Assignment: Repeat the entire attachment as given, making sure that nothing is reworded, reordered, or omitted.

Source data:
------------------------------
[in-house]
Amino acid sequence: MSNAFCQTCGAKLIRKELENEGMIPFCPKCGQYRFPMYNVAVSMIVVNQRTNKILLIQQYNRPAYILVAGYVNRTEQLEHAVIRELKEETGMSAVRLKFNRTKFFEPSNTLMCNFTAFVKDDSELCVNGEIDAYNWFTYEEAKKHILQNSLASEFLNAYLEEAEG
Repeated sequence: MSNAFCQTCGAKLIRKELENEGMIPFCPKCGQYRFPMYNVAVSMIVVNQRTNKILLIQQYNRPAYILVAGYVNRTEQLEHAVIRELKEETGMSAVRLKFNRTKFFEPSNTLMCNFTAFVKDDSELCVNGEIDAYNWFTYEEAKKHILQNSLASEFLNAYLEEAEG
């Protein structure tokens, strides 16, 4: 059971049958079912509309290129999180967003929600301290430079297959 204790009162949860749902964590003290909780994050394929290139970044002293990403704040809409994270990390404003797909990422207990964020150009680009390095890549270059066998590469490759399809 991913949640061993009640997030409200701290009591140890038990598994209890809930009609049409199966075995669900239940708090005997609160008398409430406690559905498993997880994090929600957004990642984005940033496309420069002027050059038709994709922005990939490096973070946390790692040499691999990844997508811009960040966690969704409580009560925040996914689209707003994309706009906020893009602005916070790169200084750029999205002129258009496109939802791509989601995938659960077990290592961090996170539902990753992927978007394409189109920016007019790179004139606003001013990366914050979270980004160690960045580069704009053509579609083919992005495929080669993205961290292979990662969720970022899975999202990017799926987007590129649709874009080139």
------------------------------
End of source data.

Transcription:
[in-house]
Amino acid sequence: MSNAFCQTCGAKLIRKELENEGMIPFCPKCGQYRFPMYNVAVSMIVVNQRTNKILLIQQYNRPAYILVAGYVNRTEQLEHAVIRELKEETGMSAVRLKFNRTKFFEPSNTLMCNFTAFVKDDSELCVNGEIDAYNWFTYEEAKKHILQNSLASEFLNAYLEEAEG
Repeated sequence: MSNAFCQTCGAKLIRKELENEGMIPFCPKCGQYRFPMYNVAVSMIVVNQRTNKILLIQQYNRPAYILVAGYVNRTEQLEHAVIRELKEETGMSAVRLKFNRTKFFEPSNTLMCNFTAFVKDDSELCVNGEIDAYNWFTYEEAKKHILQNSLASEFLNAYLEEAEG
């Protein structure tokens, strides 16, 4: 059971049958079912509309290129999180967003929600301290430079297959 204790009162949860749902964590003290909780994050394929290139970044002293990403704040809409994270990390404003797909990422207990964020150009680009390095890549270059066998590469490759399809 991913949640061993009640997030409200701290009591140890038990598994209890809930009609049409199966075995669900239940708090005997609160008398409430406690559905498993997880994090929600957004990642984005940033496309420069002027050059038709994709922005990939490096973070946390790692040499691999990844997508811009960040966690969704409580009560925040996914689209707003994309706009906020893009602005916070790169200084750029999205002129258009496109939802791509989601995938659960077990290592961090996170539902990753992927978007394409189109920016007019790179004139606003001013990366914050979270980004160690960045580069704009053509579609083919992005495929080669993205961290292979990662969720970022899975999202990017799926987007590129649709874009080139």